I wanted to bring something new to the table. Most of the time when people create fantasy or roleplaying games they only replicate the standard races – Humans, Elves, Dwarves, Gnomes, Orcs, etc. But I think fantasy can and should adapt to new races, or unique interpretations of older races. Of course, I still want the races to be resonate, so casual players can pick up the game without crazy backlore. It's also important to remember that before Tolkien reenvisioned Elves, they used to be fairy-sized shoe cobblers, not the regal forest dwellers that we see as the common interpretation today. I was really inspired by Numenera, as it brought a new system and a radical new world with it instead of repurposing the same old stuff we've seen before. This is why I added Sasquatch and Devilkin to the game – I wanted to bring some new ideas to the genre. And you always have the option of removing that card from the deck if you so choose.
Going along with the puppet question, it seems with cards like Snotshot and Snowbrawl you aren't taking fantasy seriously. I think fantasy should be more serious and darker than that, right?
I think fantasy can be different for different people. There is a huge difference between Tolkien or China Miéville and Terry Pratchett or Piers Anthony. What I like about the game is that the Story Master and the players can dictate the mood and setting. I admit, when/if I make more campaign material, you'll find that my scenarios and characters might be a little more on the Pratchett side of things, that doesn't mean I disregard all that fantasy can be. What I've seen when playing this game, playing other roleplaying games and reading other player's experiences, the most memorable moments that we like to share are the crazier, wackier moments. I would give the sillier stuff a shot. Honestly, if the world takes itself seriously, even though the players might not, you'll find that things that are bizarre will fall into place and new scenarios might open up (a Puppet gets slashed by a sword, but now the party needs to find a master seamstress to repair him before it’s too late!).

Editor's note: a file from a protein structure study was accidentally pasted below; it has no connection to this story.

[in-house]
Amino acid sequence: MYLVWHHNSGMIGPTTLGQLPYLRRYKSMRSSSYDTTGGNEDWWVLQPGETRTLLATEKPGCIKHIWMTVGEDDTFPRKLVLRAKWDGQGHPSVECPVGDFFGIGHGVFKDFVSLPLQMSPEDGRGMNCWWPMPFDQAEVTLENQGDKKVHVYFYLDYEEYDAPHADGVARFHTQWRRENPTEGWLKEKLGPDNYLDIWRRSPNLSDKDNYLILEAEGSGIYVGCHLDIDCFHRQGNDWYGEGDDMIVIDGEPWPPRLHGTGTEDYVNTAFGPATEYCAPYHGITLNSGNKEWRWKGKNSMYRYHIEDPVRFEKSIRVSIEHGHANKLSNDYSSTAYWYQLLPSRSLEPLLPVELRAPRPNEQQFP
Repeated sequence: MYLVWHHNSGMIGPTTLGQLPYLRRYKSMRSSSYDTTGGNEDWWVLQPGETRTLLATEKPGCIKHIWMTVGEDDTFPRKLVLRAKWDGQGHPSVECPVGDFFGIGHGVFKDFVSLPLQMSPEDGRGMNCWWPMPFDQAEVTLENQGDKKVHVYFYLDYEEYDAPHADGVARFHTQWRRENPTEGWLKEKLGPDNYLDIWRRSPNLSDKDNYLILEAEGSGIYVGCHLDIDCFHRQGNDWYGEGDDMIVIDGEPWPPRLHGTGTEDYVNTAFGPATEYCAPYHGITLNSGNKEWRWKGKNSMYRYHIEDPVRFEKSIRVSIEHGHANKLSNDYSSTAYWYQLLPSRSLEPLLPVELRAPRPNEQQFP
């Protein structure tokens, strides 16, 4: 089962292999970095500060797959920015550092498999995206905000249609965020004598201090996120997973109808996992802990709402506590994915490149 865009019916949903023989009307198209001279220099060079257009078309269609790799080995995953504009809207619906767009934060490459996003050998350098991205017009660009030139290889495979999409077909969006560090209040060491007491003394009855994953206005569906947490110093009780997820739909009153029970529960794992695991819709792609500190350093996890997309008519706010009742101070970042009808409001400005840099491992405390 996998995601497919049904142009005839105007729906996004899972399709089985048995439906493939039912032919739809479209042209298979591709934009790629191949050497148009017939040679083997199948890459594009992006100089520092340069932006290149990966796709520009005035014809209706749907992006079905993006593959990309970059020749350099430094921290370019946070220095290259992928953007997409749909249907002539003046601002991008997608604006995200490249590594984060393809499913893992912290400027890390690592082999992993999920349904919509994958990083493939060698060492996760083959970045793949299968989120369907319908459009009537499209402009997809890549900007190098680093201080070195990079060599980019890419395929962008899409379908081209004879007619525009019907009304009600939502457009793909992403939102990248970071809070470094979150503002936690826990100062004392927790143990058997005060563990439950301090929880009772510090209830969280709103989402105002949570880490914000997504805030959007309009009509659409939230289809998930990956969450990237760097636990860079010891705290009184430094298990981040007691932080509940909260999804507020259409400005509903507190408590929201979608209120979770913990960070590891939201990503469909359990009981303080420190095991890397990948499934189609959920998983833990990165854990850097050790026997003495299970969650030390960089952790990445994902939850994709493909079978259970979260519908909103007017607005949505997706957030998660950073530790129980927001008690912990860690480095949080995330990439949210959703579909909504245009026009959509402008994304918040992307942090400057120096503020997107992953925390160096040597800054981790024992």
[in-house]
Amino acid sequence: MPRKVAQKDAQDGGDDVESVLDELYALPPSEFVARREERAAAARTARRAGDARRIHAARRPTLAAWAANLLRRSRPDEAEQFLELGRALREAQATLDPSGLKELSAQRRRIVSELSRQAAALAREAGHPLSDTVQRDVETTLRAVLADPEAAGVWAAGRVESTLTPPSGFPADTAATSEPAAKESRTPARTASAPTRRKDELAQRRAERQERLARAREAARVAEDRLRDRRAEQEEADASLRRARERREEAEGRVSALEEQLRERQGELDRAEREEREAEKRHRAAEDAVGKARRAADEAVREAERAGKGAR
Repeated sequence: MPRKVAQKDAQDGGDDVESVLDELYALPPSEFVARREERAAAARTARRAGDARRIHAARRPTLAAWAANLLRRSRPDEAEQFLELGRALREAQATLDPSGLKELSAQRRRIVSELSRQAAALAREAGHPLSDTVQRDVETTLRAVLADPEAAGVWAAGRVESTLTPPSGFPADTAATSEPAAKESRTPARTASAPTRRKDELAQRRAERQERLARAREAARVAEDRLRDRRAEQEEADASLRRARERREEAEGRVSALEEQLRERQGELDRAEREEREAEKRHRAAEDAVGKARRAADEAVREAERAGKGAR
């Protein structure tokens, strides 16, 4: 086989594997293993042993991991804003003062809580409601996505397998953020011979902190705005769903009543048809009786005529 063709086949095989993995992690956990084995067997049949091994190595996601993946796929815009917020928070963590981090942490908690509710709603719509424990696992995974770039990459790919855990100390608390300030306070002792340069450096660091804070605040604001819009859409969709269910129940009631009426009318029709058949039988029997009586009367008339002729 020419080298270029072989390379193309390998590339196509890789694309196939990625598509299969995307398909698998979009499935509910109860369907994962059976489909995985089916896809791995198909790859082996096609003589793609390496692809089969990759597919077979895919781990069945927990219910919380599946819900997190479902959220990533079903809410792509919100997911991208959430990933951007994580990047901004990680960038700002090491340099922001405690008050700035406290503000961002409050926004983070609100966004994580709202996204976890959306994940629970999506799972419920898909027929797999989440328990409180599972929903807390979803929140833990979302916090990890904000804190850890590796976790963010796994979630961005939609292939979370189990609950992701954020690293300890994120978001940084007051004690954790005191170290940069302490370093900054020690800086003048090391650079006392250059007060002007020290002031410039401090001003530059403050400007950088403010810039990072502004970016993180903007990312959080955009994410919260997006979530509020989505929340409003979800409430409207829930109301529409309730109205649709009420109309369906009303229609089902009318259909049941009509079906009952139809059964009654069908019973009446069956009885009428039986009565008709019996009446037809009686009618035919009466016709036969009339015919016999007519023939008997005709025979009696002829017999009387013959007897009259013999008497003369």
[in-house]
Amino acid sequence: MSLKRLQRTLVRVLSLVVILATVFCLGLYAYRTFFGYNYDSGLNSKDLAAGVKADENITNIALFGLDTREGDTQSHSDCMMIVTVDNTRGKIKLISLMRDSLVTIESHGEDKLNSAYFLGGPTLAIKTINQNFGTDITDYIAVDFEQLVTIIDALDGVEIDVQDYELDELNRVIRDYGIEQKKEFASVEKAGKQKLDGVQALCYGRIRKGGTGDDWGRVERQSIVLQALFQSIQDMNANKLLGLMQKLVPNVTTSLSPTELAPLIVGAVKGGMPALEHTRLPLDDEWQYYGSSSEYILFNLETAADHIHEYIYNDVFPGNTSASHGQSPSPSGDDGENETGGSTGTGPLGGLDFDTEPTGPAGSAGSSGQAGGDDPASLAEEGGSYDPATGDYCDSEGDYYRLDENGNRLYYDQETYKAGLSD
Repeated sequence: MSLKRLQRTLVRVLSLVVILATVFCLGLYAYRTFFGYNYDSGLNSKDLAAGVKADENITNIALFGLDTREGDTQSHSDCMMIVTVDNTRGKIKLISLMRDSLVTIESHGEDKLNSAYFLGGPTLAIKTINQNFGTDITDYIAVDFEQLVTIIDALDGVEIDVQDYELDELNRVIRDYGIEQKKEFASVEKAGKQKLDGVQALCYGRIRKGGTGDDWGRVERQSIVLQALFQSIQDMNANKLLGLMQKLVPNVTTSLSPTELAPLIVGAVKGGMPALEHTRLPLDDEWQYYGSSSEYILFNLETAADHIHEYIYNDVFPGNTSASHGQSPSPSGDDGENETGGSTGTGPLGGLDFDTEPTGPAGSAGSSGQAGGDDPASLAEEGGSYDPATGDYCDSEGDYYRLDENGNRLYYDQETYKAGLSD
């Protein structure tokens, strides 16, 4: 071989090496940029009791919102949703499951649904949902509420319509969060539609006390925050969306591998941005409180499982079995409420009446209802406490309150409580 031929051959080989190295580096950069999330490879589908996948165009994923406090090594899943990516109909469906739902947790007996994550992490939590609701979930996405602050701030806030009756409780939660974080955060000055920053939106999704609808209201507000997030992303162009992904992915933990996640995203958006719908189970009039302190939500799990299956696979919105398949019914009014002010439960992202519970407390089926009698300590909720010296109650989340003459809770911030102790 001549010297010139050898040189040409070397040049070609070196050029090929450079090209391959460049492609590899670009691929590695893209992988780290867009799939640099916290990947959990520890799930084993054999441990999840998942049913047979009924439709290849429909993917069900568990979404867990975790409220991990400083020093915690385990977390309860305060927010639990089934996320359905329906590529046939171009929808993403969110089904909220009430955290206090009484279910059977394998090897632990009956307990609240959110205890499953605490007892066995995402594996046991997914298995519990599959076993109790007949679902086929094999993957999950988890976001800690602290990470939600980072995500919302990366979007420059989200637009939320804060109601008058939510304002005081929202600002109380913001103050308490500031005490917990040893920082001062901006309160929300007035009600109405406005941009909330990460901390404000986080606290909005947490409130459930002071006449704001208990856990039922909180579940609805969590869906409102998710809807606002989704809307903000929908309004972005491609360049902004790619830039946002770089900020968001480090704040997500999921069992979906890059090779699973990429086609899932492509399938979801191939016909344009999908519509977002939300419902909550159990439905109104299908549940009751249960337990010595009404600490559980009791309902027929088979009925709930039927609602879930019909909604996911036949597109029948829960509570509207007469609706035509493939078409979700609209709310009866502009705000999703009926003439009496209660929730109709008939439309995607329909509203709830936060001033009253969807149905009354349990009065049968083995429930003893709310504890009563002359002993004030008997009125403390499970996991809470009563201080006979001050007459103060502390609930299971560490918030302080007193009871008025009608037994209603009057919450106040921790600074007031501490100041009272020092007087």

™ & © 2015 Arcanomicon, LLC
Risks and challenges
I have experience with card games and roleplaying games. I worked at Wizards of the Coast for a year as writer and creative designer for Magic: the Gathering and also contributed to Dungeons & Dragons.
The game is done and free for download at www.TalesofArcana.com, along with a free campaign module to try out the system. The art is finished and the text edited. The money raised from this crowdsource campaign will be applied to printing/shipping/fullfillment/Kickstater/tax costs, with the option of more art and cards from the stretch goal funding.
This means the most realistic obstacles that might arise are logistical issues, such as printing delays or shipping errors. I plan to stay in contact with the community as this project progresses. Should anyone have issues with the game I ask that you clearly communicate any problems if they arise so I can make sure all backers receive their appropriate rewards.Learn about accountability on Kickstarter